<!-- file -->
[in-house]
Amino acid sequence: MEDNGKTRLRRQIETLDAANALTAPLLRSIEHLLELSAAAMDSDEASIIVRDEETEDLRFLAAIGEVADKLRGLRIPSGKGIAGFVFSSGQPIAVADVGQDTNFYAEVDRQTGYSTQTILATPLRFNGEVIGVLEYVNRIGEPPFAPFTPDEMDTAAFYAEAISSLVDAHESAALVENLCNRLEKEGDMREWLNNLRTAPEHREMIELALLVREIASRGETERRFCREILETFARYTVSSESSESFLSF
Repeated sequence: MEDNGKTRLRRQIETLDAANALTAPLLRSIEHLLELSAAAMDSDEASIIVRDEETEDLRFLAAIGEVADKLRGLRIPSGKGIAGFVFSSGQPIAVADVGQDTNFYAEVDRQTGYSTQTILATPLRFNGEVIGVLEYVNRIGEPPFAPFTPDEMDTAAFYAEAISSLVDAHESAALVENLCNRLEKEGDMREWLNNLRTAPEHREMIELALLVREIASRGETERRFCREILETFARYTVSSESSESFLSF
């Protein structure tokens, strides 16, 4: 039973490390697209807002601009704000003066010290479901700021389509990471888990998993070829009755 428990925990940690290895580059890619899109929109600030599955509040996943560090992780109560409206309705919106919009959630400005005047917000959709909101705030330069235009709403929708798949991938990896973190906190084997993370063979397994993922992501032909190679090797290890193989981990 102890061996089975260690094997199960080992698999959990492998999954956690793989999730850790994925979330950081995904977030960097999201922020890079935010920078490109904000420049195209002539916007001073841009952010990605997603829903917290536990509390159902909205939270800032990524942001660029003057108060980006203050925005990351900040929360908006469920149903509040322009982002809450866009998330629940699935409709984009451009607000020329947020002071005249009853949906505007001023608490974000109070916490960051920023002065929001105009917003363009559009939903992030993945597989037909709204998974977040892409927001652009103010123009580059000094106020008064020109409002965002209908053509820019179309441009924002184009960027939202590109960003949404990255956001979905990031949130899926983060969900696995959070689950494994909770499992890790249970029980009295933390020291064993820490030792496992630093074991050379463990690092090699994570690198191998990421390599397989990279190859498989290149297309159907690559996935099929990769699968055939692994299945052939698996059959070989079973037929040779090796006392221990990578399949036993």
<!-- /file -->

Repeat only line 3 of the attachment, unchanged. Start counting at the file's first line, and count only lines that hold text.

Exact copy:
Repeated sequence: MEDNGKTRLRRQIETLDAANALTAPLLRSIEHLLELSAAAMDSDEASIIVRDEETEDLRFLAAIGEVADKLRGLRIPSGKGIAGFVFSSGQPIAVADVGQDTNFYAEVDRQTGYSTQTILATPLRFNGEVIGVLEYVNRIGEPPFAPFTPDEMDTAAFYAEAISSLVDAHESAALVENLCNRLEKEGDMREWLNNLRTAPEHREMIELALLVREIASRGETERRFCREILETFARYTVSSESSESFLSF